About the project


The research in this Node was undertaken to enhance engineering design and operations through understanding and prediction of the physical oceanographic processes over the vast regions of operations, including the continental slope and down to the abyssal plain.

The research is to support some of the largest ocean developments in the world in a hostile environment where there are many oceanographic unknowns. While the work considers much of the WA marine region, the prime focus is the North West Shelf which has a number of unique physical characteristics.


  • Project 6.1: To better understand how to manage current facilities and optimise the design of future facilities in West Australian coastal waters under the influence of climate change.
  • Project 6.2: To better understand how we manage current facilities and optimise the design of future facilities on the North West Shelf and adjacent seas in the face of the intense forcing from tidally driven waves and currents.
  • Project 6.3: To better understand how we use the new generation of instrument systems such as ocean gliders to obtain sustained observations of the ocean conditions in Western Australia.


  • Analyse past field observations of internal tides at number sites on North West Shelf.
  • Build laboratory models to study internal tide generation and dynamics.
  • Build hybrid numerical models linking global ocean circulation models (BLUElink) with regional scale ocean models (ROMS).
  • Develop very high resolution non-hydrostatic numerical ocean models to couple with regional ocean models.
  • Build high resolution benthic boundary layer instruments for ocean measurements diverse sites on North West Shelf.
  • Obtain understanding of internal tide dynamics in southern portions of North West Shelf; and
  • Deploy ocean gliders monitor to obtain near-real time data from the continental shelf and slope regions.

Research Articles

Bluteau, C., Jones, N., Ivey, G., & Pattiaratchi, C. (2010). Bottom boundary layer dynamics in an internal wave generation zone. In G. D. Mallinson, & J. E. Cater (Eds.), 17th Australasian Fluid Mechanics Conference (pp. Paper 079). Auckland, New Zealand: University of Auckland.

Bluteau, C., Jones, N., & Ivey, G. (2011). Estimating turbulent kinetic energy dissipation using the inertial subrange method in environmental flows. LIMNOLOGY AND OCEANOGRAPHY-METHODS, 9, 302-321.

Bluteau, C. E., Jones, N. L., and Ivey, G. N. ( 2011), Dynamics of a tidally‐forced stratified shear flow on the continental slope, J. Geophys. Res., 116, C11017, doi:10.1029/2011JC007214.

Bosserelle, C. (2014). Morphodynamics and sand transport on perched beaches.

Bosserelle, C., Pattiaratchi, C. & Haigh, I. (2012) Inter-annual variability and longer-term changes in the wave climate of Western Australia between 1970 and 2009. Ocean Dynamics 62, 63–76.

Gallop, Shari & Bosserelle, Cyprien & Pattiaratchi, Charitha & Eliot, Ian. (2011). Hydrodynamic and morphological response of a perched beach during sea breeze activity. Journal of Coastal Research. SI64. 75-79.

Gallop, S.L., Bosserelle, C., Pattiaratchi, C.B., Eliot, I., (2011). Hydrodynamic and morphological response of a perched beach during sea breeze. Proceedings of the 11th International Coastal Symposium ICS 22 2009 Szczecin, Poland. Journal of Coastal Research, Special Issue 64, pp. 75–79.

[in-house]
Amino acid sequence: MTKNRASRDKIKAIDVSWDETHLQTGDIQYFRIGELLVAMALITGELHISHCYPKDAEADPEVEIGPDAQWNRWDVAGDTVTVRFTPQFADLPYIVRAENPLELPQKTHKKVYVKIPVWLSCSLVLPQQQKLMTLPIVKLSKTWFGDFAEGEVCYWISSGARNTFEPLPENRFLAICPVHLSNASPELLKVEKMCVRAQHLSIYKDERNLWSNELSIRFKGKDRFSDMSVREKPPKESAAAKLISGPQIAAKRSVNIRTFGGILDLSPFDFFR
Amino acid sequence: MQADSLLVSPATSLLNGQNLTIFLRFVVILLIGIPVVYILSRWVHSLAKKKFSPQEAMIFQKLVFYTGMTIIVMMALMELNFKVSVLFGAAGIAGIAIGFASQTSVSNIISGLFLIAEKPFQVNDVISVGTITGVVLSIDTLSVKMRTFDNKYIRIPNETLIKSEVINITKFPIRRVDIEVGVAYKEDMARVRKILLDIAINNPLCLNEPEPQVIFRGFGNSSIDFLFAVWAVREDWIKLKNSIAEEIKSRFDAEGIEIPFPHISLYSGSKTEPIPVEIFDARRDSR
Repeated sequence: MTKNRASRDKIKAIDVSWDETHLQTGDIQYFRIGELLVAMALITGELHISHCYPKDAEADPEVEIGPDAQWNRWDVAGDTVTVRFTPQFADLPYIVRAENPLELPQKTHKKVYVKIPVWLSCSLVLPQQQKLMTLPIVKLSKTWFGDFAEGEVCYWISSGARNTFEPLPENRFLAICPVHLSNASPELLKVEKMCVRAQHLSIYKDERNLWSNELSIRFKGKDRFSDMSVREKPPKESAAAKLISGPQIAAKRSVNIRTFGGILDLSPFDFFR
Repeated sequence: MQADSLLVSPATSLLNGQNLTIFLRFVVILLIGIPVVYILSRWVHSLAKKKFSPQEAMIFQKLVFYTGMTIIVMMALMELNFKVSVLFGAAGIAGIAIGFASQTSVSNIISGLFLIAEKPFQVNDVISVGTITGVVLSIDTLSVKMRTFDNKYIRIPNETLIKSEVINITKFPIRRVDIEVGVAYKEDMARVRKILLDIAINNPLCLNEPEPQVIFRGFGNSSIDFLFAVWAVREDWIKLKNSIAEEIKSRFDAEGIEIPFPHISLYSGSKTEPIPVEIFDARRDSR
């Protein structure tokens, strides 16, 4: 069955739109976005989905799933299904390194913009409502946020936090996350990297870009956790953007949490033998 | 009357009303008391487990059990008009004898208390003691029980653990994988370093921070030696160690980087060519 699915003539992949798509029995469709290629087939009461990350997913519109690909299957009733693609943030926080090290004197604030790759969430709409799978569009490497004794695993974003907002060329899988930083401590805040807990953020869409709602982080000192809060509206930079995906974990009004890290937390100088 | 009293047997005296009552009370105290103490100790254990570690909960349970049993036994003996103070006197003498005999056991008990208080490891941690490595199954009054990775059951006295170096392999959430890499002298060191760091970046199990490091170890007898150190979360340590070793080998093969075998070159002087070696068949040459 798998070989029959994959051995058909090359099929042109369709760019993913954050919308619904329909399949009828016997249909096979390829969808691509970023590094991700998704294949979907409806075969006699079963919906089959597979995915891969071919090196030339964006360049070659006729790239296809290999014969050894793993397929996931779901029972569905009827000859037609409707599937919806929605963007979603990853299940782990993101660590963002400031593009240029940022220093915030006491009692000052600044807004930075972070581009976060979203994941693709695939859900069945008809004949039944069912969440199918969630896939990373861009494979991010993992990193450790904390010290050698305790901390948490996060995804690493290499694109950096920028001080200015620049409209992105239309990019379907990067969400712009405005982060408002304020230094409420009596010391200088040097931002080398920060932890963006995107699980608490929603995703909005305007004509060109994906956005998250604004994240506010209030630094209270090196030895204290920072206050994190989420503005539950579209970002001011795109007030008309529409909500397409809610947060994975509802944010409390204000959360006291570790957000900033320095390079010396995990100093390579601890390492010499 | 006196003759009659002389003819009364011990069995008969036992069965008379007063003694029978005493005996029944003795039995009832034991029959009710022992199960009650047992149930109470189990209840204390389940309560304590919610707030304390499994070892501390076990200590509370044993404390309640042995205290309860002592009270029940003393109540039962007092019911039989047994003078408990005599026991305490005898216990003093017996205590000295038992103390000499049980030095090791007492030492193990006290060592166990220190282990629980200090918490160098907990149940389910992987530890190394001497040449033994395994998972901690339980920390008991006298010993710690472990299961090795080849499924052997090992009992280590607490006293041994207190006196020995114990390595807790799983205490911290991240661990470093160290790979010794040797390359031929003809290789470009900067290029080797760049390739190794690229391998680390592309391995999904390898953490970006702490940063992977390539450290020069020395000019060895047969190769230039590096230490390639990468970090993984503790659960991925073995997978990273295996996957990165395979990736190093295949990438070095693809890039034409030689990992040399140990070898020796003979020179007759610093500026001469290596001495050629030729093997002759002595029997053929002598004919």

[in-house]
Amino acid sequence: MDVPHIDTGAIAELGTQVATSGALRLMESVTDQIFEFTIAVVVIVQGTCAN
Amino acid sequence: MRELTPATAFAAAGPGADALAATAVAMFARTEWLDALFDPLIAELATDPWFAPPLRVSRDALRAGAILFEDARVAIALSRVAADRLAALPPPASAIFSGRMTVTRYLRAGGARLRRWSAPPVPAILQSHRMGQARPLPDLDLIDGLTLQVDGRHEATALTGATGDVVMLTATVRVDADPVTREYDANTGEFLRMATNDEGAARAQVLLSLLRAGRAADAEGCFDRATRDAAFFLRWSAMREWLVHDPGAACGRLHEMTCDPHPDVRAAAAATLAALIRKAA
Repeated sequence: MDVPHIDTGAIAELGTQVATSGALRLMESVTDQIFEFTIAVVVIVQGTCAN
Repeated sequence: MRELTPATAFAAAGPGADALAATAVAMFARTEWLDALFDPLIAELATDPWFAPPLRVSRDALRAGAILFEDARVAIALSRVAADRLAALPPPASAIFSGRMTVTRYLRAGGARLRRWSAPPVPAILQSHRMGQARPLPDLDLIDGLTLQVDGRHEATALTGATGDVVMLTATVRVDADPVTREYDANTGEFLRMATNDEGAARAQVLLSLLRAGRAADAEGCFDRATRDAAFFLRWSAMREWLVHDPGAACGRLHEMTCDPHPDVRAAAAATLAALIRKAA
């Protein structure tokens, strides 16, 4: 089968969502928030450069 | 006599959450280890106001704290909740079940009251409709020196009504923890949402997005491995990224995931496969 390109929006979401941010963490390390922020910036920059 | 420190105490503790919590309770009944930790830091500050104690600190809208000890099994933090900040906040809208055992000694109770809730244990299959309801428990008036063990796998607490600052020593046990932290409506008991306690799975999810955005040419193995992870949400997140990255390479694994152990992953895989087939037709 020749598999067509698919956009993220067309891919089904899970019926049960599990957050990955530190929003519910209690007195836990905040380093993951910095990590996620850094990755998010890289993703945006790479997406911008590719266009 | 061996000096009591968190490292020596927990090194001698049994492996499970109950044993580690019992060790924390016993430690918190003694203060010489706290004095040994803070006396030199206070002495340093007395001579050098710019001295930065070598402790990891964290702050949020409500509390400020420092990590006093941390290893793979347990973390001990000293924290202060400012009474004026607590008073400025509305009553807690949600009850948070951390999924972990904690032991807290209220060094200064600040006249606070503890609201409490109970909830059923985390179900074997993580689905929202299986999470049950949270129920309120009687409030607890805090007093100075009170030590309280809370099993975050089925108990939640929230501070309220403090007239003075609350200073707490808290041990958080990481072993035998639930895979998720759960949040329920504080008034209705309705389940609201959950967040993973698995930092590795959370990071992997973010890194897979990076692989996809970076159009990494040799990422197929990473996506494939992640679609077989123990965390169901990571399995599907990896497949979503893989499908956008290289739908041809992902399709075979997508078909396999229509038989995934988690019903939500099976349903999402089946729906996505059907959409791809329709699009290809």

Gallop, S. L., Bosserelle, C., Pattiaratchi, C., & Eliot, I., (2011). Rock topography causes spatial variation in the wave, current and beach response to sea breeze activity. Marine Geology, 290, 29–40.

Gallop, S.L., Verspecht, F. & Pattiaratchi, C.B. (2012) Sea breezes drive currents on the inner continental shelf off southwest Western Australia. Ocean Dynamics 62, 569–583.

Haigh, I.D., Eliot, M., Pattiaratchi, C., (2011). Global influences of the 18.61 year nodal cycle and 8.85 year cycle of lunar perigee on high tidal levels, J. Geophys. Res., 116, C06025,

Haigh, I. D., Wahl, T., Rohling, E. J., Price, R. M., Pattiaratchi, C., Calafat, F. M., & Dangendorf, S. (2014). Timescales for detecting a significant acceleration in sea level rise. Nature Communications, 5, 11pp. [4635].

Haigh, I.D., MacPherson, L.R., Mason, M.S, Wijeratne E.M.S., Pattiaratchi C, Crompton R.P., George S (2014) Estimating present day extreme water level exceedance probabilities around the coastline of Australia: tropical cyclone-induced storm surges. Clim Dyn 42, 139–157.

Haigh, Ivan & Wijeratne, Ems & MacPherson, Leigh & Mason, Matthew & Pattiaratchi, Charitha & Crompton, Ryan & George, Steve. (2012). Estimating present day extreme total water level exceedance probabilities around the coastline of Australia. SESE report. 177. ISBN: 978-0-9871939-2-6

Ivey, G. (2011). Tides and Internal Waves on the Continental Shelf. In A. Schiller, & G. B. Brassington (Eds.), Operational Oceanography in the 21st Century (Vol. 1, pp. 225-235). (Operational Oceanography in the 21st Century). Dordrecht: Springer.

Lim, K. W., Ivey, G., & Jones, N. (2010). Experiments on the generation of internal waves over continental shelf topography. Journal of Fluid Mechanics, 663, 385-400.

Rayson, P., M. Meuleners, G.N. Ivey, N. Jones and G. Wake (2011a) Field and numerical study of the internal tide dynamics in the Browse Basin, Australian North West Shelf. J. Geophys. Res. Oceans, 116: C01016.

Rayson, M, N. L. Jones, G.N. Ivey and O.B. Fringer (2011b) Internal hydraulic jump formation in a deep water, continuously stratified unsteady channel flow, Proceedings of the Seventh International Symposium on Stratified Flows, Rome, August 2011

Van Gastel, P., G.N. Ivey, M. Meuleners and O. Fringer (2009) The variability of the large-amplitude internal wave field on the Australian North West Shelf. Cont. Shelf Res., 29:1373-1383


Program: WAMSI 2006-2011

Completed: 2011

Location: Perth, Western Australia

Project Leader: Professor Greg Ivey (UWA)


Final Report